- Fired all groups from a rock-solid position on a concrete bench using a Pheonix bipod and Edgewood rear bag. The setup, my body position, and the target location were identical for every round fired.
Another factor I did my best to think through and mitigate was the barrel condition. Here are some of the things I did to try to avoid potential issues related to that:
- First, I “broke in” the new barrel on the RPR by firing 150 rounds down it. In my experience, the muzzle velocity has always stabilized by that point (with mid-size cartridges like the 6.5CM), and that was true for this Ruger Precision Rifle, as well. The custom 6.5 Creedmoor had just over 2,600 rounds on it when the testing started (yes, I document every round). It was outfitted with a custom Bartlein barrel with a StraightJacket and was chambered by Surgeon Rifles. If you aren’t familiar with the StraightJacket, you should read my massive barrel test research published in Modern Advancements for Long Range Shooting, Vol 2 by Bryan Litz. (If you are reading about this test, I guarantee you will LOVE that book. I find myself referencing it more than any other book – and I’ve read virtually all of them.)
- I ran a cleaning regimen during all testing where I would start with a clean barrel and fire 4 shots that weren’t for record to foul the barrel and ensure all the cleaning solvent was out. Then I would fire no more than 30 shots for record before I cleaned the barrel and repeated the process. That would always be 10 rounds from 3 types of different ammo. The cleaning process and method were consistent throughout testing. I randomized the order that I shot the first lots of ammo in and then re-randomized the order on the second lot so that it was different both times I shot through.
- The barrels were always allowed to completely cool to ambient temperature between each 10-shot string for record.
While that is a lot of detail, my goal is to be transparent about how I gathered the data.
I used custom targets that I designed a few years ago, which helped make it very obvious if the reticle wasn’t perfectly centered on the bullseye when I broke a shot. The custom target also has a printed scale on it, making it easy to accurately calibrate a scanned image or photo of a target for software analysis. The targets print on standard letter-size paper, which makes it easy to print or scan. (You can download my custom target here: PDF | Full-Res Image. Be sure to double-check the scale on your printed targets against a ruler to ensure the program or printer you used didn’t skew the size of the image.) I used OnTarget to analyze the targets and calculate the group stats.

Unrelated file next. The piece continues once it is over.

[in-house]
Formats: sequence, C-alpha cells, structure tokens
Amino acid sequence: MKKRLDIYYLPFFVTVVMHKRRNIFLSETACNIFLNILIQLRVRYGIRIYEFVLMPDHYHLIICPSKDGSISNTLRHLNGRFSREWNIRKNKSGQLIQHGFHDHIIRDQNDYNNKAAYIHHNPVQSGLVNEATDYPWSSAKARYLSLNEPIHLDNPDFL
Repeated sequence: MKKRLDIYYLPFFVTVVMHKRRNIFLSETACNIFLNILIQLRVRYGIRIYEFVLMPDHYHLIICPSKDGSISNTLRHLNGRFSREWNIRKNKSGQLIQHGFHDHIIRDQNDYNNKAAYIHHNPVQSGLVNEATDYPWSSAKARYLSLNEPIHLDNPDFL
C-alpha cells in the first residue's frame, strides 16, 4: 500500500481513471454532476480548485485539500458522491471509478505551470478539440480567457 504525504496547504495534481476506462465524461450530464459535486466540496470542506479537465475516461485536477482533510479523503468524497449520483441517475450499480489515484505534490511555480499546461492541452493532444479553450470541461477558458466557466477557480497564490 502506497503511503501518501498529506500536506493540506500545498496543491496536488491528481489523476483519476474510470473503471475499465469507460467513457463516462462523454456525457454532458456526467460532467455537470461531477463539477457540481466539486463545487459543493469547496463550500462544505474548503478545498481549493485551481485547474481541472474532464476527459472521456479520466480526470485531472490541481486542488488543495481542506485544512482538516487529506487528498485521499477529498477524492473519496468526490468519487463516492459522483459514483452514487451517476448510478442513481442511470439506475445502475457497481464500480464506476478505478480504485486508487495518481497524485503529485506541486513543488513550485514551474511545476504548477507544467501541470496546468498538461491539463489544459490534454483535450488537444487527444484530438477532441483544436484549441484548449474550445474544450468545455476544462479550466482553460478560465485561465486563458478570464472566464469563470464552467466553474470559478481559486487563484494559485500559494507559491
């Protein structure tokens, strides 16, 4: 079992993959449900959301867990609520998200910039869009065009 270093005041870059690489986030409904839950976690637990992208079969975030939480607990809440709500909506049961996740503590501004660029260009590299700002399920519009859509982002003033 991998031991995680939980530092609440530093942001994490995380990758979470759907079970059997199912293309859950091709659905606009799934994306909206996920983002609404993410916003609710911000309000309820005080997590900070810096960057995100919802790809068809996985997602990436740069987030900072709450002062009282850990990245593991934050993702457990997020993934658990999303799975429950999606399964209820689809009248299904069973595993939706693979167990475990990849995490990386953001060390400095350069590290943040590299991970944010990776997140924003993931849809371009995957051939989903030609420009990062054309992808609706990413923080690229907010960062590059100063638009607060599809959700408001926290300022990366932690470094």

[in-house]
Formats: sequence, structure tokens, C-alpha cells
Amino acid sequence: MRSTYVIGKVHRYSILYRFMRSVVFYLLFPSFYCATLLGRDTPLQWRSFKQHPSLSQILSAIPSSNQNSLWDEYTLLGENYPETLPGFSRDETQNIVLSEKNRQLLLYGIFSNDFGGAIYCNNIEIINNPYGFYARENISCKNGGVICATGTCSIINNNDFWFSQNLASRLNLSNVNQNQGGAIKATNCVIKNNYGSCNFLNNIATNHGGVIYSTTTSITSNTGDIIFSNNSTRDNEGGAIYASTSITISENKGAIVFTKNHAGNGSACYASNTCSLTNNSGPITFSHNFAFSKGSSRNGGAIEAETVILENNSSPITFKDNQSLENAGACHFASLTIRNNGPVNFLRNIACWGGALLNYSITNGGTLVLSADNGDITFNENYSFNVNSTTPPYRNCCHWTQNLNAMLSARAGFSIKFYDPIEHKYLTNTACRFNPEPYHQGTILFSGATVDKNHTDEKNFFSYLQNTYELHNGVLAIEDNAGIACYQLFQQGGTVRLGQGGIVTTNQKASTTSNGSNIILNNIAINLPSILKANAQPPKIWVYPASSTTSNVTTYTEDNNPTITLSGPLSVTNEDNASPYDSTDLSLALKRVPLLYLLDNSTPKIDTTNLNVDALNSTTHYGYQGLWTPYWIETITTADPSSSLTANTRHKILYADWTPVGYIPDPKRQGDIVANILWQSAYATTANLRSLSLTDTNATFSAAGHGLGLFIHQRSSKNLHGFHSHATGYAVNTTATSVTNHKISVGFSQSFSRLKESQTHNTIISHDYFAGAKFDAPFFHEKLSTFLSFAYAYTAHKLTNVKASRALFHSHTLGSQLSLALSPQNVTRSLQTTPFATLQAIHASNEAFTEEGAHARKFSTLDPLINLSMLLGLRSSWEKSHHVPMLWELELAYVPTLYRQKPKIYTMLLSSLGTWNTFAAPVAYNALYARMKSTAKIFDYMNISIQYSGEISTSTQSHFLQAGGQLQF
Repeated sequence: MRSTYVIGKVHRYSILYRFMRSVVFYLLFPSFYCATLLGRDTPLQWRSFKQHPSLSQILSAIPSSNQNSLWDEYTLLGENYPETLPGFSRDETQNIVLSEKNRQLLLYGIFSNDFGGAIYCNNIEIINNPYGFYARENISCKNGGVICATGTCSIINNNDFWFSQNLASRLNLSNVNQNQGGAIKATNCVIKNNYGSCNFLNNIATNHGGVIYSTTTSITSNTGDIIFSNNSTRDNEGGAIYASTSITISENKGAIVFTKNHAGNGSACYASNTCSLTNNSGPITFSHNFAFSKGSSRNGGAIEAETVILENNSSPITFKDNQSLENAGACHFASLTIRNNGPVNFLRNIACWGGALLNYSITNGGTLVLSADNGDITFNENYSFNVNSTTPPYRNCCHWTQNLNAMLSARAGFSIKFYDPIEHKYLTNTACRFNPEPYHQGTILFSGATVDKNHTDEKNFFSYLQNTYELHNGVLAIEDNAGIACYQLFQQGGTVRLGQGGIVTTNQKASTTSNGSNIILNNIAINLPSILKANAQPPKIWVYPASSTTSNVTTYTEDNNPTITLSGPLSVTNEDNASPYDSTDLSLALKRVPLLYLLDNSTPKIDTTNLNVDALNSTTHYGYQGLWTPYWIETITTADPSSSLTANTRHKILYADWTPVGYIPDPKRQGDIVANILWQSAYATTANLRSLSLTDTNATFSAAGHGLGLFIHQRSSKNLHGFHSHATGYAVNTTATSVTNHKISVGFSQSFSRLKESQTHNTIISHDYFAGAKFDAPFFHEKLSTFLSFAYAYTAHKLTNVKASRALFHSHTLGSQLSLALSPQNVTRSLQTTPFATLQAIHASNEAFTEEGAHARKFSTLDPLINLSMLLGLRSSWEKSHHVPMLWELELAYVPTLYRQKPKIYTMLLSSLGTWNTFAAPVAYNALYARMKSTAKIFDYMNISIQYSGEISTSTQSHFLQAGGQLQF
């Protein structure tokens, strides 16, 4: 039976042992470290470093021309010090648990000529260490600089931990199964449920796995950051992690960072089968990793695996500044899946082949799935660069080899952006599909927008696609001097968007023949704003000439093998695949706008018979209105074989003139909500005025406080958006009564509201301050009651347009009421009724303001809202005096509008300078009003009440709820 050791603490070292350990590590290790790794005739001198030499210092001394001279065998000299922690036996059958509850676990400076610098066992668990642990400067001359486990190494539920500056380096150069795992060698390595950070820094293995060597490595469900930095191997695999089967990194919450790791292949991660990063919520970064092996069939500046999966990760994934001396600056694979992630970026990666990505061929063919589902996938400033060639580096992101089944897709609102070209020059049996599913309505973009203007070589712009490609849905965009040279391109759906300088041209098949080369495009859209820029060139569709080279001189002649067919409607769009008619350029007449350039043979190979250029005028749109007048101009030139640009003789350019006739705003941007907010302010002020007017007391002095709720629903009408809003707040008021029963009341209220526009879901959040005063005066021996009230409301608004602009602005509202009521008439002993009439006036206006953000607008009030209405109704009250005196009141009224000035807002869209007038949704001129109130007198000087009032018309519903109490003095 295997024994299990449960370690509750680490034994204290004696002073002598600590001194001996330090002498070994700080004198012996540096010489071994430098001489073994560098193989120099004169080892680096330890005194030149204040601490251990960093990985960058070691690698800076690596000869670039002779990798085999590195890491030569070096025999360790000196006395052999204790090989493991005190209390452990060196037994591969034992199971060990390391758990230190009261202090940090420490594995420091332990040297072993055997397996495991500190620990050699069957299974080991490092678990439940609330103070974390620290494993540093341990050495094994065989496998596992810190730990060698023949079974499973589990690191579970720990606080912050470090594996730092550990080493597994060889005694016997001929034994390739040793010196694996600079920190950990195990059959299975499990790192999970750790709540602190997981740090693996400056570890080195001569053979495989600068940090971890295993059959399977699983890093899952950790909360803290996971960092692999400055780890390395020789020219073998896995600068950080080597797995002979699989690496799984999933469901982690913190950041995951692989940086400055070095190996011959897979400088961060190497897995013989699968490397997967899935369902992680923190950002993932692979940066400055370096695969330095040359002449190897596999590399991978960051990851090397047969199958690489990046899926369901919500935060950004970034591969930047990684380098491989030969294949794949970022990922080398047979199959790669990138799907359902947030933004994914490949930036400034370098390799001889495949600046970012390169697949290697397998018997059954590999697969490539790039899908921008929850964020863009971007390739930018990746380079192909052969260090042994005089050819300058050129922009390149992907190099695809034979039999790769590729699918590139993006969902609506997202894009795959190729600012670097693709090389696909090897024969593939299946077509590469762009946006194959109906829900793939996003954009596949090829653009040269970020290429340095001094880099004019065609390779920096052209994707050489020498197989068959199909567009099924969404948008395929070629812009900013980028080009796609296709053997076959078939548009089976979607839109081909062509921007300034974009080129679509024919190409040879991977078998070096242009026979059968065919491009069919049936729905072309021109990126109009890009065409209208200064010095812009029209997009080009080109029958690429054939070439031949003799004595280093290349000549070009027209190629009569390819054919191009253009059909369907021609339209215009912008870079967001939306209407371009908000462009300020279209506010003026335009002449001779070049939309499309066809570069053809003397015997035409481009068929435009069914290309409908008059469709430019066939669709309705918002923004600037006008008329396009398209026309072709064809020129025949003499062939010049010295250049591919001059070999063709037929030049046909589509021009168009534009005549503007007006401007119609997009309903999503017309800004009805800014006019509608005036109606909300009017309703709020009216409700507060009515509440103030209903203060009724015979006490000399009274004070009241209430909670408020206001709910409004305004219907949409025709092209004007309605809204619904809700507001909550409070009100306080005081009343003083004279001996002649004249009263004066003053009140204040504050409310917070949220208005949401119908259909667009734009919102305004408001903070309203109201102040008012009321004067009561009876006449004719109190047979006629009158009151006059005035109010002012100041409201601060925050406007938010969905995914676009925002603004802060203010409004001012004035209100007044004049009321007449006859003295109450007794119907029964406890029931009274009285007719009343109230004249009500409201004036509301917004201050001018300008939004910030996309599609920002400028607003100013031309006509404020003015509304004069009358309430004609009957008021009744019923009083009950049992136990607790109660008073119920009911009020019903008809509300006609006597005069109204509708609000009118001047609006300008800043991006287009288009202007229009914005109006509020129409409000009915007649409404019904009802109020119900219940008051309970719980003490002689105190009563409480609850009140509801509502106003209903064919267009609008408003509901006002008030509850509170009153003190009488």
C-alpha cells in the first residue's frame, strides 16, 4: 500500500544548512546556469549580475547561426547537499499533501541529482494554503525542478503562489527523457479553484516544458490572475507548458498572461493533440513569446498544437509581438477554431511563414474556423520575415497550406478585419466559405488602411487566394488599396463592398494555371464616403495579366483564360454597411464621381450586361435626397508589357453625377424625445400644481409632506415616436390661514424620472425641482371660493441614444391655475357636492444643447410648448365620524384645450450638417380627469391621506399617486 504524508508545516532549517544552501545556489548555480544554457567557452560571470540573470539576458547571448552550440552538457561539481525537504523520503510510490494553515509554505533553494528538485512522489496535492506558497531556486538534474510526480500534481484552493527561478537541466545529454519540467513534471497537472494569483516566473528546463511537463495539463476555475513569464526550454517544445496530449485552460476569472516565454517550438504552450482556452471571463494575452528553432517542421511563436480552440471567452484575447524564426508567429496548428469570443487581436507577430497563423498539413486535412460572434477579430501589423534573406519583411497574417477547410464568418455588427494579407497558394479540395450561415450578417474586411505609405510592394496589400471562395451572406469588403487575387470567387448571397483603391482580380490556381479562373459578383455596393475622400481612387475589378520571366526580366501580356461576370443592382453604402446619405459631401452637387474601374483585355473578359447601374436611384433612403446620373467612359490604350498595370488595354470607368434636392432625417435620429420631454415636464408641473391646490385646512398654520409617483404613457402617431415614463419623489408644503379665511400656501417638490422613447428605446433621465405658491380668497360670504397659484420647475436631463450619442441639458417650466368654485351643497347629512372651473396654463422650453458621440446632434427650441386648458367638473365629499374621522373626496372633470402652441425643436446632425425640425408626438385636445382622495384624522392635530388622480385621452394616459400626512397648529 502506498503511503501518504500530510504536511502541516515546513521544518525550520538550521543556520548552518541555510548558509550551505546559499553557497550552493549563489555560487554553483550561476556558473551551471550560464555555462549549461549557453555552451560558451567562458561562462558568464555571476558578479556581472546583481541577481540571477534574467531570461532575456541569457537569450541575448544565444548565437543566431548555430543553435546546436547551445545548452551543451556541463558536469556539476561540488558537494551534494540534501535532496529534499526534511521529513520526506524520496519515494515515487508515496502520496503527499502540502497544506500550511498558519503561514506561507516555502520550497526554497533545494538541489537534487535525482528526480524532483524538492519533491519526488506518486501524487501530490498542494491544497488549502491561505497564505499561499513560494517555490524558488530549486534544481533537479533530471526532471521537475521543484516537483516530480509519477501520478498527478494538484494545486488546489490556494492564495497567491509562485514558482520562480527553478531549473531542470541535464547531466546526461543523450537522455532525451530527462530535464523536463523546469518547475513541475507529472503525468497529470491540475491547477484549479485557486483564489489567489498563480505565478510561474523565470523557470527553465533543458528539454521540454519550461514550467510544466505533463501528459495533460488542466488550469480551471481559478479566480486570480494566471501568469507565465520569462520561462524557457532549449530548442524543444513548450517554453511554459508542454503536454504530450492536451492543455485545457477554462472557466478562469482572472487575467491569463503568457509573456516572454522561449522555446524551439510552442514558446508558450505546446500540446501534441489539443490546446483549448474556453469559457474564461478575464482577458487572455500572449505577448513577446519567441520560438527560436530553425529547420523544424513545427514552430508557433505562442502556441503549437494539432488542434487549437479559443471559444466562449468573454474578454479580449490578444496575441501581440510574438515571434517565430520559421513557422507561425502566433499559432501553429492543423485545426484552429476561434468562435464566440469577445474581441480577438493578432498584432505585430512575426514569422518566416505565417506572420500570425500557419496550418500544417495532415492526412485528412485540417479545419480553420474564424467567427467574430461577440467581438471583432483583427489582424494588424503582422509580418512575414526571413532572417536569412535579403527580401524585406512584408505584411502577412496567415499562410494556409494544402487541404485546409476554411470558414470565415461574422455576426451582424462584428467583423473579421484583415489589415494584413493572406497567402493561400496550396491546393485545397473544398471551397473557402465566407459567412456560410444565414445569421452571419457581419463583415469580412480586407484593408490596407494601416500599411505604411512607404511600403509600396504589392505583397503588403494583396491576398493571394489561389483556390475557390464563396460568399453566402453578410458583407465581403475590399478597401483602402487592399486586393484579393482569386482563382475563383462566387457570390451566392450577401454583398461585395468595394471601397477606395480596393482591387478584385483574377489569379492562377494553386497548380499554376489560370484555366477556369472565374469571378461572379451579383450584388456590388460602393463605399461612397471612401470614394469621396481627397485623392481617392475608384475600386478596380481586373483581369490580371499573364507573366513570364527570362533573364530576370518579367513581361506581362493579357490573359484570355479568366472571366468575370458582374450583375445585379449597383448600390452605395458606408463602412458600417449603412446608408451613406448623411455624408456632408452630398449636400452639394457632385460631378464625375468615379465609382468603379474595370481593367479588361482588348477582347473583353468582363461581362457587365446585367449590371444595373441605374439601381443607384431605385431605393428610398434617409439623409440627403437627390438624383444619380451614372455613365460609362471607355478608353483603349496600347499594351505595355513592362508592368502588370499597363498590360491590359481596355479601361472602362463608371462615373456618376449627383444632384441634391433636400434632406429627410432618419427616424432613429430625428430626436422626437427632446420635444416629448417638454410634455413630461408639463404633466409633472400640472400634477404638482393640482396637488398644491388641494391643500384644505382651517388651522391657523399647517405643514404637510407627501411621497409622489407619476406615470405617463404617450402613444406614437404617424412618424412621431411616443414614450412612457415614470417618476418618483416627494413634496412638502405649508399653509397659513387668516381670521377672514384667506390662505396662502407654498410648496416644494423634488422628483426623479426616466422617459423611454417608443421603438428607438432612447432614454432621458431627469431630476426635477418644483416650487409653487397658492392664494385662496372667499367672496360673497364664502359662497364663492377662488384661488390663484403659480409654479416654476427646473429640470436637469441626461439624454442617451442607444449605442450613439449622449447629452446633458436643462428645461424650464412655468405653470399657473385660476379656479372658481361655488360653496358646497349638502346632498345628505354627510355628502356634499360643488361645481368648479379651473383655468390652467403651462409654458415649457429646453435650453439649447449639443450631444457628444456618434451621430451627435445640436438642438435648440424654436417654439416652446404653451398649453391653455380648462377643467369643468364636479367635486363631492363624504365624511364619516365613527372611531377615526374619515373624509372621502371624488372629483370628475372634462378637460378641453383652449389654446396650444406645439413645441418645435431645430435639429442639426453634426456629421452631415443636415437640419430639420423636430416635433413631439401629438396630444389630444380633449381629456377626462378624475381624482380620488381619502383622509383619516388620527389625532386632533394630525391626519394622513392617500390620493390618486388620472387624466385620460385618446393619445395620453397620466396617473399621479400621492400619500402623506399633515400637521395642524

Called Fliers & Outliers
Of the 780 shots fired for record, I only had 3 called fliers. 3 out of 760 isn’t bad! But, remember I was on a concrete bench using a Pheonix bipod and Edgewood rear bag, so I was about as stable as you could get with a human still pulling the trigger. However, if a human is involved, you can’t expect perfection over such a large sample – so I admit I had a couple of called fliers.
What do I mean by a called flier? That means right as I broke the shot, I noticed my crosshairs weren’t perfectly centered on the bullseye. I would “call” where the crosshairs were before I looked downrange to see where the bullet landed in the group. For example, let’s say that as I broke the shot, I noticed my crosshairs slipped to the left edge of the yellow box, meaning the bullet impacted 1/4” further to the left than it would have if I had broken the shot precisely on the bullseye. The 3 times I had a called flier, I made a note of the exact aiming error, and then when I did the analysis on that group, I’d shift the related bullet hole, so the stats were correct. None of those adjustments were more than 1/4 inch, and they were on 3 different types of ammo, so it isn’t possible that could skew the results.
I didn’t exclude any “outliers.” I know some shooters throw out shots that land outside of their group as “fliers” or “outliers” – but that simply isn’t good science. Rigorous research always collects and reports on all data, which is what I will do here.